I've been working on making some changes in my life. The biggest, and change I'm most nervous and excited about, is my recent career change. I've been feeling a little ambivalent about architecture lately. I still love architecture and design, and I think I always will. At the same time, however, this little interest I have for food and writing and such has been growing more and more over the last few months. It's grown so much, that the thought of going back to graduate school to study architecture was just not sitting well with me anymore. I figured that the best course of action would be to step aside from architecture for a bit and try something new for a while. I embraced this decision whole-heartedly, and I actually landed a job at Random House, to work with the Clarkson Potter editorial team. I started this week, and while it's a major change, it's a change I'm very happy with so far. I can't say I'm completely sure I know what I'm doing or where I'm planning on going with all of this, because I don't know, but I'm excited to find out and see what happens.
I've been reading a lot more food-related books lately, and I'm hoping to grow a nice little collection to match my growing cookbook collection. One of the books I recently finished reading is Tender at the Bone: Growing Up at the Table. In this book, Ruth Reichl, a well-known food writer, shares memorable moments from her life and details how she came to love food. The book is charming and funny, and makes you love food just as much as she does. Scattered throughout her stories are the recipes from the defining moments in her life, and the recipe for these Artpark Brownies caught my eye immediately. Ruth's brownies were known for being "the best in the world," so I knew that this was one recipe I had to try for myself.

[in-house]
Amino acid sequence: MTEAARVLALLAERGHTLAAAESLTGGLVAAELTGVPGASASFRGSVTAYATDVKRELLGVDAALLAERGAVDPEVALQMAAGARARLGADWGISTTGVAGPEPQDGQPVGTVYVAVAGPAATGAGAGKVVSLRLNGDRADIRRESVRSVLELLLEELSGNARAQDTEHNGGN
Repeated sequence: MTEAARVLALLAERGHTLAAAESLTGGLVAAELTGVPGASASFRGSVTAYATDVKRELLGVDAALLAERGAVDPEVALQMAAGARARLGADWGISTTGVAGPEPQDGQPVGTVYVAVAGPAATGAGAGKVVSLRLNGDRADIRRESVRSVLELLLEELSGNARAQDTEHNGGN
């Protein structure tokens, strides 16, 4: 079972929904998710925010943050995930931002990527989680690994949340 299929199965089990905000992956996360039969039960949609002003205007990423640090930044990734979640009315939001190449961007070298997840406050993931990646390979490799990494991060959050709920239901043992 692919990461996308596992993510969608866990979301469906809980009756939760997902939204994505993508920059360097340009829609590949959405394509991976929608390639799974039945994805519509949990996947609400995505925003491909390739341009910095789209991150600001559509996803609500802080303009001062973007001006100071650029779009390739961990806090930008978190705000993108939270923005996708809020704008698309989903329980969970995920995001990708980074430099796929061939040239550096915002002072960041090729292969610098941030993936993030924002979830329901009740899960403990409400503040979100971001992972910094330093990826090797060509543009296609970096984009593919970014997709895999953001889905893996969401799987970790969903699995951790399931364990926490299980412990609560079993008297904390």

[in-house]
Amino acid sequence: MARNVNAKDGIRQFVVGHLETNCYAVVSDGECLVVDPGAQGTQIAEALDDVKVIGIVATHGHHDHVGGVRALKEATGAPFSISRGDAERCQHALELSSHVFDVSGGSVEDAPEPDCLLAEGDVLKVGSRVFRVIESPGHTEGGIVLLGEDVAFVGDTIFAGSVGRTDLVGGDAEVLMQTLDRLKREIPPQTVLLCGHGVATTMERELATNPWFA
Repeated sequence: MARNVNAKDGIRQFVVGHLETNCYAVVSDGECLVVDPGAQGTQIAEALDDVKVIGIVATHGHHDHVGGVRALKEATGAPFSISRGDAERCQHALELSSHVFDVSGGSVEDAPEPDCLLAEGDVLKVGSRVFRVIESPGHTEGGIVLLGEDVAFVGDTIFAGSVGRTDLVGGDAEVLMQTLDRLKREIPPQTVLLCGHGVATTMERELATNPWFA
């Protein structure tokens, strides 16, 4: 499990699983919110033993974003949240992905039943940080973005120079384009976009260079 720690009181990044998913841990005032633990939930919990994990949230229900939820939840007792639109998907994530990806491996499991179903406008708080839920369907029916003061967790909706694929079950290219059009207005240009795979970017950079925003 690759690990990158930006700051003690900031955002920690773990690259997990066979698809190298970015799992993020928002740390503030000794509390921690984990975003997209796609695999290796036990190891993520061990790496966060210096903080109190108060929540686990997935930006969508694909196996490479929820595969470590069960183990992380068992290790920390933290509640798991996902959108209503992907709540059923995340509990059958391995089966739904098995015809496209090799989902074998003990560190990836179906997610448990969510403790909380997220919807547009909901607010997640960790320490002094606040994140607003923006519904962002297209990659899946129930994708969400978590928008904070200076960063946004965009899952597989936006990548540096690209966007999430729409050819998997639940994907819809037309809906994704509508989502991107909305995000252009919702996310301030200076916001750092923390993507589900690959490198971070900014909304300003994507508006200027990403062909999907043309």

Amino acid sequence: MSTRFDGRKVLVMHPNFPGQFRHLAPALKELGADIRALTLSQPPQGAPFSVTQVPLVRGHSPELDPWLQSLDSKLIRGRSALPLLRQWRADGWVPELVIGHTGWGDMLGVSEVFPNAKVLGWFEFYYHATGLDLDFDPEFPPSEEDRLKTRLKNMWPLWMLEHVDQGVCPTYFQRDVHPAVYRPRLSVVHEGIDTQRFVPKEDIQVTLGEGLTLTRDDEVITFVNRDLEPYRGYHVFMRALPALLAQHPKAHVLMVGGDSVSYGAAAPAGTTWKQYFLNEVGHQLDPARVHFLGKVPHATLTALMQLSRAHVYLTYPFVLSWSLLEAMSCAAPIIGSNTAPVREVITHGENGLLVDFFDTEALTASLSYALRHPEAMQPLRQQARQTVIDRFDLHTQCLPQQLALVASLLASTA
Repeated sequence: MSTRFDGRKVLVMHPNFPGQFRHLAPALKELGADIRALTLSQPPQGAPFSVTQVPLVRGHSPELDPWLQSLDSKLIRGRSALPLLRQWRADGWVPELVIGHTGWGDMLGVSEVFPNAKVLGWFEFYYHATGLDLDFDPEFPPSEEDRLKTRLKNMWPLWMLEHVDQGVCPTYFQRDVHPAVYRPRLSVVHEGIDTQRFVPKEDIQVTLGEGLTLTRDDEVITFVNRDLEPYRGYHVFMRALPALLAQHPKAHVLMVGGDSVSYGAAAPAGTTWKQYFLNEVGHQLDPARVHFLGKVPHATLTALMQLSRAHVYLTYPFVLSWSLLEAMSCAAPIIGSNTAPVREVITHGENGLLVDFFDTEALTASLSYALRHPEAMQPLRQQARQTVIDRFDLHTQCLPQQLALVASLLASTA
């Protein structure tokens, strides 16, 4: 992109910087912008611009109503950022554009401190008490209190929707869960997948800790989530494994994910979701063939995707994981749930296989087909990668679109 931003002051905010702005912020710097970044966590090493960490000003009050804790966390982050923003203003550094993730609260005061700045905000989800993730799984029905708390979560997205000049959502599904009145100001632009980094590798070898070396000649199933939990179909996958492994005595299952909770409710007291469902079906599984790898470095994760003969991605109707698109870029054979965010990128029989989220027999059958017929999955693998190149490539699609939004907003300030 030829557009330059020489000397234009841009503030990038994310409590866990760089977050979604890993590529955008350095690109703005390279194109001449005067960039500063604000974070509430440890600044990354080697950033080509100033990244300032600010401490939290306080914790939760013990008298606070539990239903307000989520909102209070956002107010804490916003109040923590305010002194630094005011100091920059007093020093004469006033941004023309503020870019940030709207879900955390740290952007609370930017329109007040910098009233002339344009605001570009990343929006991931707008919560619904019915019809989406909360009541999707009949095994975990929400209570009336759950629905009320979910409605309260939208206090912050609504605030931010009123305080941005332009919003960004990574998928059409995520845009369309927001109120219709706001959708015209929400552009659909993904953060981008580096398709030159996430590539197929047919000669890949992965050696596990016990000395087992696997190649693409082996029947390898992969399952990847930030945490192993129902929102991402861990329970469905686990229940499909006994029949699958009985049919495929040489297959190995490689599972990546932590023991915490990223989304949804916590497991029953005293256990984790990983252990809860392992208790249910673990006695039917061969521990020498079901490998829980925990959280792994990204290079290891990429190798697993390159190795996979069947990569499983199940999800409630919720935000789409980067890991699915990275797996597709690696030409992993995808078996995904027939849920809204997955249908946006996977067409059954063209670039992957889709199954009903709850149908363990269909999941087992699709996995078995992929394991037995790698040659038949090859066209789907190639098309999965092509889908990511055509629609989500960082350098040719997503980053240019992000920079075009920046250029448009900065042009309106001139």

The brownies themselves are very simple to prepare. There's nothing overly complicated, but unlike most brownies I make, I actually pulled out my stand mixer for these. It's an unusual piece of equipment for brownies, but when a recipe calls for beating something at high speed for ten minutes, the stand mixer just sounds like a good idea. Like any fudgey brownie, these start off by melting butter and chocolate together in a double boiler until they're smooth and silky. For these brownies, use the best unsweetened chocolate you can get your hands on. Chocolate is one of those ingredients that truly does make a difference in the final outcome of your baked goods. That's not to say that you need to splurge on Valrhona chocolate discs every time you make a simple batch of brownies, because I certainly don't do that, but if you use the best chocolate you can afford, you'll end up with a richer and more delicious product. While the chocolate and butter are melting, the eggs and sugar are beaten together on high speed for a full ten minutes until they're pale, pale white. The eggs will be soft and fluffy, and when combined with the fudgey chocolate base, will give the brownies an amazing hybrid texture.